“A Rose in the Heart of New York” chronicles several decades in the lives of a rural Irish family, focusing principally on the daughter, who is born in the story’s first scene, and the mother, who is buried in the last. This one turn in the ancient cycle of birth and death constitutes a vivid and moving struggle by both to understand their relationship with each other and with the culture that inevitably shapes them.
If intensity of devotion is a reliable gauge of a happy relationship, then mother and daughter must have been happy indeed. The daughter follows her mother everywhere, watching each of her movements, absorbing her manners and attitudes. The mother dotes on her daughter, sacrificing for her, “spoiling” her as much as their poverty will allow. There is a thin line, however, between healthy devotion and something closer to unnatural obsession, and the reader finds that this line is approached perilously near, if it is not actually crossed.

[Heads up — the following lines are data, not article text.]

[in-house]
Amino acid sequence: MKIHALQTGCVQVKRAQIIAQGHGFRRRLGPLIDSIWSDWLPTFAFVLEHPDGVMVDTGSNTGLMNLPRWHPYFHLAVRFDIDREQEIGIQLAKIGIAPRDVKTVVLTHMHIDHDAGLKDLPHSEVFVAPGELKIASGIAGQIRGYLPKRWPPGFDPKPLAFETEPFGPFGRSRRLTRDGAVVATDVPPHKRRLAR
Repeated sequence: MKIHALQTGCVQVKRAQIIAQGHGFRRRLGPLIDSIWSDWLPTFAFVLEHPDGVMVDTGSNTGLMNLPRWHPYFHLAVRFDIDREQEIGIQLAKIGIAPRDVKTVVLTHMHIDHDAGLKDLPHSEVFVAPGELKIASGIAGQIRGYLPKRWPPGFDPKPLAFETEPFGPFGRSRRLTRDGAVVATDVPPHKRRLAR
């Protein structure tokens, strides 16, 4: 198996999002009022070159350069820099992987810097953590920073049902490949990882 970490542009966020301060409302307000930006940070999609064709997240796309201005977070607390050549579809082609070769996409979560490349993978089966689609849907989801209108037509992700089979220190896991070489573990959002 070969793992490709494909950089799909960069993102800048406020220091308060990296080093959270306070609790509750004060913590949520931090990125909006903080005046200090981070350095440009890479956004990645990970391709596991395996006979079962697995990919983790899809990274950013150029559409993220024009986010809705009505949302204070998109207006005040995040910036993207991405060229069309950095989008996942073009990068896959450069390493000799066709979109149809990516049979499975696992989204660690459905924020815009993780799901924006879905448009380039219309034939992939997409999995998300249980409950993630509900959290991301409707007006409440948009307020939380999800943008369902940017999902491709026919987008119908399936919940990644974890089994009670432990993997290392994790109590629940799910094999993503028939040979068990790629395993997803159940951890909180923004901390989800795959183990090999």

When the daughter is sent to a convent, she is forced to find some way of living apart from her mother. Her solution to this forced separation is to adopt a nun as a sort of surrogate mother, lavishing her with praise, presents, and devotion and receiving the same in return. That their relationship is unnaturally and unhealthily intense is indicated by the disapproval of the convent superiors. Chastised, the two decide to “break up.” Out of the convent, the daughter’s life is not so...
(The entire section is 499 words.)